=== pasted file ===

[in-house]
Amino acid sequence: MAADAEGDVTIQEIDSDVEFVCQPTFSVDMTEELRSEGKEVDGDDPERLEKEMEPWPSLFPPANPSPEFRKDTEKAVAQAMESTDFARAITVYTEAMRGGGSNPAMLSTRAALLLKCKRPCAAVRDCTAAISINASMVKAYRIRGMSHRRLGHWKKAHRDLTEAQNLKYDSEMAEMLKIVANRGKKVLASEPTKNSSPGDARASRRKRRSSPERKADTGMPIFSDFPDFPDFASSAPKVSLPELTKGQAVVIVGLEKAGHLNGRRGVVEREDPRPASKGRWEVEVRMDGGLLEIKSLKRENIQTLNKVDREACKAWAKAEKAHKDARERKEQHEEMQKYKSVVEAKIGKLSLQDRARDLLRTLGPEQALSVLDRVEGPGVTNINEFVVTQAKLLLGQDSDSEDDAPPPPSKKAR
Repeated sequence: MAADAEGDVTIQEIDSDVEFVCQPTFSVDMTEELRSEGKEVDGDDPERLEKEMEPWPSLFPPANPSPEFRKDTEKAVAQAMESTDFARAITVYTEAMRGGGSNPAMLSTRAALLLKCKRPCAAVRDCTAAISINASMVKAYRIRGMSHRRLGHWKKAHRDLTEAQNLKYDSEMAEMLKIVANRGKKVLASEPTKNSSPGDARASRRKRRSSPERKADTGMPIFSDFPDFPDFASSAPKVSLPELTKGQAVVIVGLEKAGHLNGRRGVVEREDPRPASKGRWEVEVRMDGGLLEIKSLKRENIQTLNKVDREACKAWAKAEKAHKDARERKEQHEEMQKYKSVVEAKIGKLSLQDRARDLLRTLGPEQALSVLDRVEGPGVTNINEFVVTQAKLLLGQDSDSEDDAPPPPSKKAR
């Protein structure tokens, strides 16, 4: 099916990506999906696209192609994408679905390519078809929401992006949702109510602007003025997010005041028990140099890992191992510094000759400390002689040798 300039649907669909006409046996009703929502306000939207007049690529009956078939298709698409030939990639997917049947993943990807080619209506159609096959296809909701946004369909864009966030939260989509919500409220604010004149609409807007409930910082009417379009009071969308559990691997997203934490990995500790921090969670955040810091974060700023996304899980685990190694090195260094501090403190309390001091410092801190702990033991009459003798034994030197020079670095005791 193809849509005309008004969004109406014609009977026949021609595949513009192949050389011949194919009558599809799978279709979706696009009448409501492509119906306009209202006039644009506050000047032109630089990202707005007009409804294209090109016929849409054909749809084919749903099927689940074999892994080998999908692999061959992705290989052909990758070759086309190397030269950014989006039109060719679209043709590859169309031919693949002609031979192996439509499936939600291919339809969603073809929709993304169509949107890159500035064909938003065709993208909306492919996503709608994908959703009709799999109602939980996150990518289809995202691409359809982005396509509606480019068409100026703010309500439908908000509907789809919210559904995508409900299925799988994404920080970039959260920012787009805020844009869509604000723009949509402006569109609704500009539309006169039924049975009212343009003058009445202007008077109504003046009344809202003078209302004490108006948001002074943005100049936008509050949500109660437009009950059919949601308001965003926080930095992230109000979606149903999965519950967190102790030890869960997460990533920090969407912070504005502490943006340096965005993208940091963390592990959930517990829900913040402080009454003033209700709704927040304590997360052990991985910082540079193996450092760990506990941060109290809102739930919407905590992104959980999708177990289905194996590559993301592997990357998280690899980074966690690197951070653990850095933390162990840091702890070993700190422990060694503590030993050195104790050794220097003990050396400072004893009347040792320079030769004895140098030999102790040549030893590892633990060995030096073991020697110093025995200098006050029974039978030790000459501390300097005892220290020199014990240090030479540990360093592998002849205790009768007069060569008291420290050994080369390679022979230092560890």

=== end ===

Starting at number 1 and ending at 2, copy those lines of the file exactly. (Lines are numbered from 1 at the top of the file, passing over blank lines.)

[in-house]
Amino acid sequence: MAADAEGDVTIQEIDSDVEFVCQPTFSVDMTEELRSEGKEVDGDDPERLEKEMEPWPSLFPPANPSPEFRKDTEKAVAQAMESTDFARAITVYTEAMRGGGSNPAMLSTRAALLLKCKRPCAAVRDCTAAISINASMVKAYRIRGMSHRRLGHWKKAHRDLTEAQNLKYDSEMAEMLKIVANRGKKVLASEPTKNSSPGDARASRRKRRSSPERKADTGMPIFSDFPDFPDFASSAPKVSLPELTKGQAVVIVGLEKAGHLNGRRGVVEREDPRPASKGRWEVEVRMDGGLLEIKSLKRENIQTLNKVDREACKAWAKAEKAHKDARERKEQHEEMQKYKSVVEAKIGKLSLQDRARDLLRTLGPEQALSVLDRVEGPGVTNINEFVVTQAKLLLGQDSDSEDDAPPPPSKKAR